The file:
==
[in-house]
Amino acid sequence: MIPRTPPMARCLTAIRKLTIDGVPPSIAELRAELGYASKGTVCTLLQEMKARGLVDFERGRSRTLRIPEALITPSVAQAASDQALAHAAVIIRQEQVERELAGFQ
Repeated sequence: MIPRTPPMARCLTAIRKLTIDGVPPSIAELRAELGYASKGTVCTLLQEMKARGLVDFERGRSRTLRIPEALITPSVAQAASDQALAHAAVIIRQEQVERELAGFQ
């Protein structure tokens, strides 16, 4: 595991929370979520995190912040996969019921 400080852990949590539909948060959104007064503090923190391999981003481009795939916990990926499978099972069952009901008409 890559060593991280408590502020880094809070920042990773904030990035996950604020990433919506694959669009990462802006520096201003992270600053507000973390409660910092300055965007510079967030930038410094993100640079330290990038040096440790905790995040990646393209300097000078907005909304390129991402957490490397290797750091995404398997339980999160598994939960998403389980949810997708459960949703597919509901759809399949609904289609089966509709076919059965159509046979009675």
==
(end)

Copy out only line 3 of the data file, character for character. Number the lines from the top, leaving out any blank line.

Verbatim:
Repeated sequence: MIPRTPPMARCLTAIRKLTIDGVPPSIAELRAELGYASKGTVCTLLQEMKARGLVDFERGRSRTLRIPEALITPSVAQAASDQALAHAAVIIRQEQVERELAGFQ